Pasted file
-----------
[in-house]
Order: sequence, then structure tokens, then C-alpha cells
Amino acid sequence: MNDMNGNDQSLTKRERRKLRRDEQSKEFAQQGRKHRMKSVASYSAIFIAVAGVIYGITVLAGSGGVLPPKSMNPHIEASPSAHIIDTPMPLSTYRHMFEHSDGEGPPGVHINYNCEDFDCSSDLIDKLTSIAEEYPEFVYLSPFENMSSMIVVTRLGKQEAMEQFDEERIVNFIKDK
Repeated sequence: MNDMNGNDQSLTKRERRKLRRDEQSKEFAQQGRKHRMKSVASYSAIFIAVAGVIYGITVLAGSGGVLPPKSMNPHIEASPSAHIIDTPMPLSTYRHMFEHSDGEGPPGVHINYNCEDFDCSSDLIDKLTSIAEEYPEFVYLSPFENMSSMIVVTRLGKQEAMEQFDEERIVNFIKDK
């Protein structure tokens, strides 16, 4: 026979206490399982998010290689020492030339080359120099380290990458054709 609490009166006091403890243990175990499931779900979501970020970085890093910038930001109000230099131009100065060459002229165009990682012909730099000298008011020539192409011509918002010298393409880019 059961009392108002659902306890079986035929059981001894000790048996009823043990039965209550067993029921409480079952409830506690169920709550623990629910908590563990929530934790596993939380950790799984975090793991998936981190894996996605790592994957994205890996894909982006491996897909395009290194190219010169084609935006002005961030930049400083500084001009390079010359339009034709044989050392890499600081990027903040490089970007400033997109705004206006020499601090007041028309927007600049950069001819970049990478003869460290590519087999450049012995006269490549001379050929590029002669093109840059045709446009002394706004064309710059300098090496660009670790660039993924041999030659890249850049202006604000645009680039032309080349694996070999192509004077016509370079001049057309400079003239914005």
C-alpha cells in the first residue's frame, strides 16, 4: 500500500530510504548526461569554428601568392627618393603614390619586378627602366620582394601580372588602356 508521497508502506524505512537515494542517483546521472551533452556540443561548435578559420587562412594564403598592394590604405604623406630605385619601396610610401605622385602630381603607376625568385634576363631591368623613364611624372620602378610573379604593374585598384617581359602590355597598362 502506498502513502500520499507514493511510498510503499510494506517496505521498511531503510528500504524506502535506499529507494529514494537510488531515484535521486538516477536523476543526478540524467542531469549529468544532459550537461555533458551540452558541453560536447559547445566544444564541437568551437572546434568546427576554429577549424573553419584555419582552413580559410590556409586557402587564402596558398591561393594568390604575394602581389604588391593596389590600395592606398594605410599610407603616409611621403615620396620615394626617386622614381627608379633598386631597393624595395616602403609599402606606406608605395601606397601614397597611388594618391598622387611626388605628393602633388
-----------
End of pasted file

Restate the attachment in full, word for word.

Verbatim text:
[in-house]
Order: sequence, then structure tokens, then C-alpha cells
Amino acid sequence: MNDMNGNDQSLTKRERRKLRRDEQSKEFAQQGRKHRMKSVASYSAIFIAVAGVIYGITVLAGSGGVLPPKSMNPHIEASPSAHIIDTPMPLSTYRHMFEHSDGEGPPGVHINYNCEDFDCSSDLIDKLTSIAEEYPEFVYLSPFENMSSMIVVTRLGKQEAMEQFDEERIVNFIKDK
Repeated sequence: MNDMNGNDQSLTKRERRKLRRDEQSKEFAQQGRKHRMKSVASYSAIFIAVAGVIYGITVLAGSGGVLPPKSMNPHIEASPSAHIIDTPMPLSTYRHMFEHSDGEGPPGVHINYNCEDFDCSSDLIDKLTSIAEEYPEFVYLSPFENMSSMIVVTRLGKQEAMEQFDEERIVNFIKDK
């Protein structure tokens, strides 16, 4: 026979206490399982998010290689020492030339080359120099380290990458054709 609490009166006091403890243990175990499931779900979501970020970085890093910038930001109000230099131009100065060459002229165009990682012909730099000298008011020539192409011509918002010298393409880019 059961009392108002659902306890079986035929059981001894000790048996009823043990039965209550067993029921409480079952409830506690169920709550623990629910908590563990929530934790596993939380950790799984975090793991998936981190894996996605790592994957994205890996894909982006491996897909395009290194190219010169084609935006002005961030930049400083500084001009390079010359339009034709044989050392890499600081990027903040490089970007400033997109705004206006020499601090007041028309927007600049950069001819970049990478003869460290590519087999450049012995006269490549001379050929590029002669093109840059045709446009002394706004064309710059300098090496660009670790660039993924041999030659890249850049202006604000645009680039032309080349694996070999192509004077016509370079001049057309400079003239914005």
C-alpha cells in the first residue's frame, strides 16, 4: 500500500530510504548526461569554428601568392627618393603614390619586378627602366620582394601580372588602356 508521497508502506524505512537515494542517483546521472551533452556540443561548435578559420587562412594564403598592394590604405604623406630605385619601396610610401605622385602630381603607376625568385634576363631591368623613364611624372620602378610573379604593374585598384617581359602590355597598362 502506498502513502500520499507514493511510498510503499510494506517496505521498511531503510528500504524506502535506499529507494529514494537510488531515484535521486538516477536523476543526478540524467542531469549529468544532459550537461555533458551540452558541453560536447559547445566544444564541437568551437572546434568546427576554429577549424573553419584555419582552413580559410590556409586557402587564402596558398591561393594568390604575394602581389604588391593596389590600395592606398594605410599610407603616409611621403615620396620615394626617386622614381627608379633598386631597393624595395616602403609599402606606406608605395601606397601614397597611388594618391598622387611626388605628393602633388